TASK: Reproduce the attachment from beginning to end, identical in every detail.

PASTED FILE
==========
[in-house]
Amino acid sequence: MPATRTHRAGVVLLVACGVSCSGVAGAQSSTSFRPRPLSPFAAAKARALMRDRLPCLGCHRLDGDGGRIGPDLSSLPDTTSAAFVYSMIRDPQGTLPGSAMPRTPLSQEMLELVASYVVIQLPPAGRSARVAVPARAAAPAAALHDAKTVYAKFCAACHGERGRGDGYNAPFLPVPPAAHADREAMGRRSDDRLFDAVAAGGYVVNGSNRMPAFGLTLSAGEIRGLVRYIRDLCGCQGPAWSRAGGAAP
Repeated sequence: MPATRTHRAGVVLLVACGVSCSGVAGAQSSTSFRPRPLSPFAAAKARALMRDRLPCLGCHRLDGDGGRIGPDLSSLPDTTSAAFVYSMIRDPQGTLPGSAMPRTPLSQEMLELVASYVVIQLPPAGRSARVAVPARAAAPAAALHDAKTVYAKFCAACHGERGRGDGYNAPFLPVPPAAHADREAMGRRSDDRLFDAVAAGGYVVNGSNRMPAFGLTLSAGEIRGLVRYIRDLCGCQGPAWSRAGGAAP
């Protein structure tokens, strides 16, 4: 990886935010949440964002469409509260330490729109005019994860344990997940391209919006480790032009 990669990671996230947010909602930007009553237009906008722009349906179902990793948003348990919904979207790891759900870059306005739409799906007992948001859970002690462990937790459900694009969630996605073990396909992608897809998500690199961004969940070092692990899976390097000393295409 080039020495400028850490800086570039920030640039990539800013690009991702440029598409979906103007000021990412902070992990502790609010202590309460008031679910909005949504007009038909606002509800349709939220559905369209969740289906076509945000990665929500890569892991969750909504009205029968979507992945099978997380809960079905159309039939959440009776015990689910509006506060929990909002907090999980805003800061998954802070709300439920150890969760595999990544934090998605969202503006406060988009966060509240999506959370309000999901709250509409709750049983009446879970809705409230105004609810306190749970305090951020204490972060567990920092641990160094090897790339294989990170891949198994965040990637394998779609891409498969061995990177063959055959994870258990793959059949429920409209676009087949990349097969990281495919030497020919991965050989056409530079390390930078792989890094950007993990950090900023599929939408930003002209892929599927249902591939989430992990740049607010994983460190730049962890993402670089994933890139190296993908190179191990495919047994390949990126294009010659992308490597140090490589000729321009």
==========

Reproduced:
[in-house]
Amino acid sequence: MPATRTHRAGVVLLVACGVSCSGVAGAQSSTSFRPRPLSPFAAAKARALMRDRLPCLGCHRLDGDGGRIGPDLSSLPDTTSAAFVYSMIRDPQGTLPGSAMPRTPLSQEMLELVASYVVIQLPPAGRSARVAVPARAAAPAAALHDAKTVYAKFCAACHGERGRGDGYNAPFLPVPPAAHADREAMGRRSDDRLFDAVAAGGYVVNGSNRMPAFGLTLSAGEIRGLVRYIRDLCGCQGPAWSRAGGAAP
Repeated sequence: MPATRTHRAGVVLLVACGVSCSGVAGAQSSTSFRPRPLSPFAAAKARALMRDRLPCLGCHRLDGDGGRIGPDLSSLPDTTSAAFVYSMIRDPQGTLPGSAMPRTPLSQEMLELVASYVVIQLPPAGRSARVAVPARAAAPAAALHDAKTVYAKFCAACHGERGRGDGYNAPFLPVPPAAHADREAMGRRSDDRLFDAVAAGGYVVNGSNRMPAFGLTLSAGEIRGLVRYIRDLCGCQGPAWSRAGGAAP
């Protein structure tokens, strides 16, 4: 990886935010949440964002469409509260330490729109005019994860344990997940391209919006480790032009 990669990671996230947010909602930007009553237009906008722009349906179902990793948003348990919904979207790891759900870059306005739409799906007992948001859970002690462990937790459900694009969630996605073990396909992608897809998500690199961004969940070092692990899976390097000393295409 080039020495400028850490800086570039920030640039990539800013690009991702440029598409979906103007000021990412902070992990502790609010202590309460008031679910909005949504007009038909606002509800349709939220559905369209969740289906076509945000990665929500890569892991969750909504009205029968979507992945099978997380809960079905159309039939959440009776015990689910509006506060929990909002907090999980805003800061998954802070709300439920150890969760595999990544934090998605969202503006406060988009966060509240999506959370309000999901709250509409709750049983009446879970809705409230105004609810306190749970305090951020204490972060567990920092641990160094090897790339294989990170891949198994965040990637394998779609891409498969061995990177063959055959994870258990793959059949429920409209676009087949990349097969990281495919030497020919991965050989056409530079390390930078792989890094950007993990950090900023599929939408930003002209892929599927249902591939989430992990740049607010994983460190730049962890993402670089994933890139190296993908190179191990495919047994390949990126294009010659992308490597140090490589000729321009």